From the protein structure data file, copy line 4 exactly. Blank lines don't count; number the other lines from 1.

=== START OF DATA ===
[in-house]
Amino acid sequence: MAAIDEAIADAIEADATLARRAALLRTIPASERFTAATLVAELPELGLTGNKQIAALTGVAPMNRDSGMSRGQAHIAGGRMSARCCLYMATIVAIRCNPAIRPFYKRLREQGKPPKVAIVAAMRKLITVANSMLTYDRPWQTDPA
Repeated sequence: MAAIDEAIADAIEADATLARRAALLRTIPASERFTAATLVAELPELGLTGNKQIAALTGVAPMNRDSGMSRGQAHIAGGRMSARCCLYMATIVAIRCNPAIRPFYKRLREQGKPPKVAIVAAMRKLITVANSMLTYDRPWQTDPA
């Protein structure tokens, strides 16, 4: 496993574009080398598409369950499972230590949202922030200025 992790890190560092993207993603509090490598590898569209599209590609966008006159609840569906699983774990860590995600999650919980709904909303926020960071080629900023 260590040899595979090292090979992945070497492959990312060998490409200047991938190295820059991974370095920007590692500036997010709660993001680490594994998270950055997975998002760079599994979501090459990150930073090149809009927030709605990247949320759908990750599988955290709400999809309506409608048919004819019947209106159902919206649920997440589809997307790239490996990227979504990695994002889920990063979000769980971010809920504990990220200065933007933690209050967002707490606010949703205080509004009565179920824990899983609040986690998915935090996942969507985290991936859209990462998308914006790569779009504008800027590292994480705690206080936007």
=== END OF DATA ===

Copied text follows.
């Protein structure tokens, strides 16, 4: 496993574009080398598409369950499972230590949202922030200025 992790890190560092993207993603509090490598590898569209599209590609966008006159609840569906699983774990860590995600999650919980709904909303926020960071080629900023 260590040899595979090292090979992945070497492959990312060998490409200047991938190295820059991974370095920007590692500036997010709660993001680490594994998270950055997975998002760079599994979501090459990150930073090149809009927030709605990247949320759908990750599988955290709400999809309506409608048919004819019947209106159902919206649920997440589809997307790239490996990227979504990695994002889920990063979000769980971010809920504990990220200065933007933690209050967002707490606010949703205080509004009565179920824990899983609040986690998915935090996942969507985290991936859209990462998308914006790569779009504008800027590292994480705690206080936007």